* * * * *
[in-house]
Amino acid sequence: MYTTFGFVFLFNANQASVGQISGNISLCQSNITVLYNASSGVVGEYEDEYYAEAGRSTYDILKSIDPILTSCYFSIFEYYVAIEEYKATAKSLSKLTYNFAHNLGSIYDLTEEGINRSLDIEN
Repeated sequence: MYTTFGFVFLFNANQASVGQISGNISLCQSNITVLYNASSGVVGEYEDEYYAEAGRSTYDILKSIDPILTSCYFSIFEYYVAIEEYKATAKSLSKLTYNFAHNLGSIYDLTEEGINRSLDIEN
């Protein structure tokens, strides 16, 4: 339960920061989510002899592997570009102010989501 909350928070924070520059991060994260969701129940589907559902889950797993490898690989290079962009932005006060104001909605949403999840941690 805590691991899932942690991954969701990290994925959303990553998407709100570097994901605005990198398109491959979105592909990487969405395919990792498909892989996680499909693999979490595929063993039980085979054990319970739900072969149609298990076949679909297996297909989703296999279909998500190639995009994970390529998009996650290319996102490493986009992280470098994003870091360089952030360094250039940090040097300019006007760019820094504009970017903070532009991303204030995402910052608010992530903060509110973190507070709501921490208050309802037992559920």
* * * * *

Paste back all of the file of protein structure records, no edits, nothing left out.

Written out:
[in-house]
Amino acid sequence: MYTTFGFVFLFNANQASVGQISGNISLCQSNITVLYNASSGVVGEYEDEYYAEAGRSTYDILKSIDPILTSCYFSIFEYYVAIEEYKATAKSLSKLTYNFAHNLGSIYDLTEEGINRSLDIEN
Repeated sequence: MYTTFGFVFLFNANQASVGQISGNISLCQSNITVLYNASSGVVGEYEDEYYAEAGRSTYDILKSIDPILTSCYFSIFEYYVAIEEYKATAKSLSKLTYNFAHNLGSIYDLTEEGINRSLDIEN
């Protein structure tokens, strides 16, 4: 339960920061989510002899592997570009102010989501 909350928070924070520059991060994260969701129940589907559902889950797993490898690989290079962009932005006060104001909605949403999840941690 805590691991899932942690991954969701990290994925959303990553998407709100570097994901605005990198398109491959979105592909990487969405395919990792498909892989996680499909693999979490595929063993039980085979054990319970739900072969149609298990076949679909297996297909989703296999279909998500190639995009994970390529998009996650290319996102490493986009992280470098994003870091360089952030360094250039940090040097300019006007760019820094504009970017903070532009991303204030995402910052608010992530903060509110973190507070709501921490208050309802037992559920």